- Historic Sites
After The Air Raids
An insider’s account of a startling— and still controversial—investigation of the Allied bombing of Germany
April/may 1981 | Volume 32, Issue 3
George Ball, who had become a director of the USSBS, brought me into the survey in the late winter of 1944 to have charge of the overall economic assessment of the German mobilization effort and the effect thereon of the air attacks. Our first planning sessions were in the partners’ room at 23 Wall Street, in Henry Alexander’s private office, and in the Morgan private dining room. Alexander was the general director of the USSBS. I thereafter took leave from Fortune and went down to Washington to recruit a staff. Then and later in London, with the assistance of Burton H. Klein, an Air Force captain and later a professor at the California Institute of Technology, I assembled one of the more diversely talented groups of scholars ever brought together for a single research task. It was not difficult. As the war came to an end, many highly qualified people were becoming available in civilian Washington. More could be combed out of the armed services and were full of joy at their rescue from the now besetting idleness. The British, more cautious or xenophobic than we, had not used fully the scholarly talent that had taken refuge on their shores from Germany, Austria, and elsewhere in central Europe. These men we also hired; they knew German and Germany well and had a highly motivated desire to serve.
My subordinates, in a manner of speaking, for in the long history of human conflict few in any military formation were so little given to any form of obedience, were a roster of the famous of the next economic generation. Nicholas Kaldor, later Lord Kaldor; E. F. Schumacher of Small Is Beautiful; my old OPA [Office of Price Administration] partner Griffith Johnson; Paul A. Baran, with Paul Sweezy to become the most distinguished and by far the most entertaining of American Marxists; Tibor Scitovsky, another noted economist; Edward Denison, later to become one of the leaders in modern statistical analysis; and many more. Everyone—American, British, erstwhile German or Hungarian—was given a rank theoretically reflecting his previous civilian station in life and told to provide himself with an officer’s uniform, which he then wore without insignia of rank. Some tried to sustain a slightly military bearing.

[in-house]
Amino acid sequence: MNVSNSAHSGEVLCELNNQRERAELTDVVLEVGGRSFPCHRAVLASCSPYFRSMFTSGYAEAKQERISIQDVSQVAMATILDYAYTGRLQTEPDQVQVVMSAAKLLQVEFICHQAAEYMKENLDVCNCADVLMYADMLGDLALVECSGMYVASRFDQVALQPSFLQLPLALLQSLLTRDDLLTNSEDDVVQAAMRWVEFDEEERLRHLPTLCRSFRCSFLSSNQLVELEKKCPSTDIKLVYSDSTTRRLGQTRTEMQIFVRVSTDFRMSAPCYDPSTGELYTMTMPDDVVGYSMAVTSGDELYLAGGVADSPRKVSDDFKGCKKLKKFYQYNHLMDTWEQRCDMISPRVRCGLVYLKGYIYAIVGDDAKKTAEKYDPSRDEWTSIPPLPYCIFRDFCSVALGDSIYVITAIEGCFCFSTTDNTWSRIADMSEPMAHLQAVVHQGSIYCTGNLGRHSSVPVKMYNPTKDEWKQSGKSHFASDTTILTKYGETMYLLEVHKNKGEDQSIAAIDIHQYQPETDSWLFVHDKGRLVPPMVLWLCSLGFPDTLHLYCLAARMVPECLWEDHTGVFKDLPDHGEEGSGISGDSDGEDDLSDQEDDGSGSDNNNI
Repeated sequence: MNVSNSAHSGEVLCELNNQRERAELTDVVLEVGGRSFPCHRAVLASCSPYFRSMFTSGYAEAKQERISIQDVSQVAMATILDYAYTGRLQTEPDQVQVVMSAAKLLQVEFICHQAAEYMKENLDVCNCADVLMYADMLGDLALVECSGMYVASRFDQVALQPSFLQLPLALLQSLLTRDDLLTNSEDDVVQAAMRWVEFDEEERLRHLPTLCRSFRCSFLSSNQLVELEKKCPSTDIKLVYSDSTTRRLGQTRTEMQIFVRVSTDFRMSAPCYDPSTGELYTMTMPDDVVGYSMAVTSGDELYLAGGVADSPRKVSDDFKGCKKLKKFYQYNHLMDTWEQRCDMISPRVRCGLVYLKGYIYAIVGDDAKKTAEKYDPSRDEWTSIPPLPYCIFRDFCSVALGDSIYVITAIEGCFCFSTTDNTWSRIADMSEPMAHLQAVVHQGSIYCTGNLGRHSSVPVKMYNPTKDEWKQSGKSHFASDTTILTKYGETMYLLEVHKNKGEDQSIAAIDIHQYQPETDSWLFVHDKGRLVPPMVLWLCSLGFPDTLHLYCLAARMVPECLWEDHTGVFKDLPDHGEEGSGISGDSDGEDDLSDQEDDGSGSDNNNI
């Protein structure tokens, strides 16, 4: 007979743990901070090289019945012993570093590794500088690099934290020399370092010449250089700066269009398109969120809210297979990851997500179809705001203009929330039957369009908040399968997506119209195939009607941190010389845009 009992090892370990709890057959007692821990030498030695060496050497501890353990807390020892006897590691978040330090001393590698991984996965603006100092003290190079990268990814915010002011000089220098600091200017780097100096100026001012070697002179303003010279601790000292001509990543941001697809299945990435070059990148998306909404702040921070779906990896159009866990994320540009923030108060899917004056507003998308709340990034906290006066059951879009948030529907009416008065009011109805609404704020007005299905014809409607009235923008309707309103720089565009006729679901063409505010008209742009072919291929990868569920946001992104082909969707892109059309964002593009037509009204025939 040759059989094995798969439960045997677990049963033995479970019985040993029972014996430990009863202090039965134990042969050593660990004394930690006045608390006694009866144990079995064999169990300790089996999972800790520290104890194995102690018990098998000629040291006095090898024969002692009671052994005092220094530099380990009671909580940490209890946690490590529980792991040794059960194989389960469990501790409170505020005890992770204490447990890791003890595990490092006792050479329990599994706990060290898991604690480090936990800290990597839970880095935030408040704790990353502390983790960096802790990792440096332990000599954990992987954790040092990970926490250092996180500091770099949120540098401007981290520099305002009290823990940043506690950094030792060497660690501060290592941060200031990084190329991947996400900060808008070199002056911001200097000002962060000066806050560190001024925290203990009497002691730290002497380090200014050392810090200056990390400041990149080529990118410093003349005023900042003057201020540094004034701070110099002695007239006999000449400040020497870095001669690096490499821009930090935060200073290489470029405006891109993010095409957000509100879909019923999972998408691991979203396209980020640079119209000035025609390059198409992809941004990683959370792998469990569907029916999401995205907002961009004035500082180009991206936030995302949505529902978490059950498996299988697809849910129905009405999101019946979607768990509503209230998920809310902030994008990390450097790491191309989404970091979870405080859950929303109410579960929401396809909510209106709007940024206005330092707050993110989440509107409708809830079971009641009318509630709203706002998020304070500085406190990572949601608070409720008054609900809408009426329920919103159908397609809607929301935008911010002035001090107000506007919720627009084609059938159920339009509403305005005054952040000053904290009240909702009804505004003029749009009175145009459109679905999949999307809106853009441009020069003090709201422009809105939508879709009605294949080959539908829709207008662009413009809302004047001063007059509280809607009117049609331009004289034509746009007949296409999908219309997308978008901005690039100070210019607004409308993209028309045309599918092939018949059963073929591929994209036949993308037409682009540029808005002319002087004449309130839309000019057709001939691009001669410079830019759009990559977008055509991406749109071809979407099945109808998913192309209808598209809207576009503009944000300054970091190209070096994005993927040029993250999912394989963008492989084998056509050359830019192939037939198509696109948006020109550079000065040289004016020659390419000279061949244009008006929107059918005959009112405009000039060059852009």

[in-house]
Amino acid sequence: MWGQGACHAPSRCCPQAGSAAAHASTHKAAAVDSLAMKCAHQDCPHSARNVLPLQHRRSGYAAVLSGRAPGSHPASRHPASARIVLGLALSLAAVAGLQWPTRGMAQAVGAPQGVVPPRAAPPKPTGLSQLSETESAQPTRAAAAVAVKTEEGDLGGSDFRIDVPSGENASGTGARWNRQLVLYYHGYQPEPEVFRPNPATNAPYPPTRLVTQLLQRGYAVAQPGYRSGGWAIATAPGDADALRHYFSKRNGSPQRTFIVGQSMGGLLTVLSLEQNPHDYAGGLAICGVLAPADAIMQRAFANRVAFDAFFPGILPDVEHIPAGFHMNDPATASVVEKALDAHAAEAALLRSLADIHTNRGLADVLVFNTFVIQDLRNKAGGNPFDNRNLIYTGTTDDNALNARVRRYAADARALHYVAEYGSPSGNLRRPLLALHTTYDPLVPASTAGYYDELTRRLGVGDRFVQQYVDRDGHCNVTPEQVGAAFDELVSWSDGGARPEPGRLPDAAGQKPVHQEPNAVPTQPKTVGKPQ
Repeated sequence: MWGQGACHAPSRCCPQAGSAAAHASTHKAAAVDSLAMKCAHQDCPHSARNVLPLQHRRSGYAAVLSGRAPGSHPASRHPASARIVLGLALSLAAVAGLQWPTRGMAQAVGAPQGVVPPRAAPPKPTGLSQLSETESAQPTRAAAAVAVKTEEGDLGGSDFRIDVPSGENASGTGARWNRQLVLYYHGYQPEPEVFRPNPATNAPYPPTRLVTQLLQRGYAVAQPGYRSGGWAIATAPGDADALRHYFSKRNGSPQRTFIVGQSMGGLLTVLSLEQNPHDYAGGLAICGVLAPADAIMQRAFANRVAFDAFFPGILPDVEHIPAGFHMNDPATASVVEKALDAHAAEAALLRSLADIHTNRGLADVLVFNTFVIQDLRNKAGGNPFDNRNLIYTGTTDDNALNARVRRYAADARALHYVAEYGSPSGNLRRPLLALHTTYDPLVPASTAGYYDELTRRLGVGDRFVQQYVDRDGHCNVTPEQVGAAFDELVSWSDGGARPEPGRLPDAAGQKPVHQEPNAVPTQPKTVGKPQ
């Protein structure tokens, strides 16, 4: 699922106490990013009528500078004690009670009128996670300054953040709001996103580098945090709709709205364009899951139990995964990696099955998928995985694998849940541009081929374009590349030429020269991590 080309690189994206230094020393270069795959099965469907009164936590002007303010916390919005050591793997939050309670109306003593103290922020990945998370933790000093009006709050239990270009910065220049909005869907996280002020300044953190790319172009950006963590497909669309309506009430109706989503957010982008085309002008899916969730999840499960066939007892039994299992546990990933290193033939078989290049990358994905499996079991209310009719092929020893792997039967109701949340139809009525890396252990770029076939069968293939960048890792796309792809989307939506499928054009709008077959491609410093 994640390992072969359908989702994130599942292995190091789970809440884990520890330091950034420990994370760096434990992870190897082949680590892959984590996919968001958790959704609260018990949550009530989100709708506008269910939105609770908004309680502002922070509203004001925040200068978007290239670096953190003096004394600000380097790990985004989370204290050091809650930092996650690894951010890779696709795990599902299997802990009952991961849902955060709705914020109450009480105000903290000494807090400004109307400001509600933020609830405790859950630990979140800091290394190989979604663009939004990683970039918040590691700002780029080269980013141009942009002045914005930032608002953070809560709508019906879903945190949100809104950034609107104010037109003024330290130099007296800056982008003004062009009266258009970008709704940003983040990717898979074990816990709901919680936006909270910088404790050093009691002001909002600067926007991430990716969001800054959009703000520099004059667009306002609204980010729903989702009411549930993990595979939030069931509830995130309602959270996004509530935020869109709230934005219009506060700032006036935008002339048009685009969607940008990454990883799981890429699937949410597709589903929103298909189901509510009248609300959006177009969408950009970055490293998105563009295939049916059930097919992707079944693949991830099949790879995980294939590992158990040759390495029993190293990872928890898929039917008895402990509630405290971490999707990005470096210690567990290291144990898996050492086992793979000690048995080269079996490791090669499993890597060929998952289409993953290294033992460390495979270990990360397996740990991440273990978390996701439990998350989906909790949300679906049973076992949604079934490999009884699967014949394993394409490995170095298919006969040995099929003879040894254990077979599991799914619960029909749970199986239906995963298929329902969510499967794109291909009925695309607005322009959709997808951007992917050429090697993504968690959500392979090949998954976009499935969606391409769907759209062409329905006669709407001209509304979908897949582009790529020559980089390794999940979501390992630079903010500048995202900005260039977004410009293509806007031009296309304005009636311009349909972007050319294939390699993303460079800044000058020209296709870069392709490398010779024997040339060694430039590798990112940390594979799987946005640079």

On April 12, 1945, I was ready to leave for London, where we were to be based, and went back to New York for a small farewell celebration. Toward evening one of the guests, Letty Hamm, wife of my OPA colleague John Hamm, called to tell us that the radio had just reported that President Roosevelt was dead. We assembled that night less in gloom than in shock. We had come to suppose that FDR was forever. He had been so for twelve years, nearly all our adult lives. The following morning I went to Washington on the train with another committed Roosevelt man, Nelson Rockefeller. We speculated on the effect on our future, politically and otherwise. Nelson guessed—as it turned out, rightly—that he would survive.
The next day before dawn George Ball and I left for London from Patuxent, in Maryland, by NATS [Naval Air Transport Service]. Those who have flown only in the modern jet cannot know how unpleasant was an ocean crossing in those primitive bucket-seat planes. It was not the discomfort but the tedium. The better part of three days was required; it was too dark to read, too noisy and too cold to sleep. Endless hours up to Stephenville in Newfoundland; endless hours down to the Azores; a long, long day to Prestwick near Glasgow; a final flight to London. Never did life so nearly stand still as on those journeys. Before departure one had a movie that depicted the procedures to be followed when the plane ditched and filled up with water. If all other recourse failed, one could always turn one’s mind back to that film.
Our London headquarters was in Grosvenor Square, in the offices lately abandoned by Dwight D. Eisenhower. Many who now visit London must wonder how so much of the eighteenth- and nineteenth-century city survived the Blitz. The explanation is partly that tourists tend to go to the West End, and it was the City and the dreary proletarian wastelands to the east that got the bombs. But also the destruction was selective, a building or part of a street here and there. Not until one got to Cologne, Hamburg, Frankfurt, or Berlin did one see cities in which every building was an empty, roofless shell. For me they remained an utterly sickening sight. When I first went to India, to Calcutta, I was similarly appalled by the poverty, but after living there a few weeks, I found that my eyes had developed an impermeable glaze; I no longer reacted to the deprivation. The devastation of the German, and later and especially of the Japanese, cities is with me still.
In Germany as in London the bombing had a nasty class aspect. The densely populated working-class districts got the full force of the bombs; often the affluent outer suburbs escaped.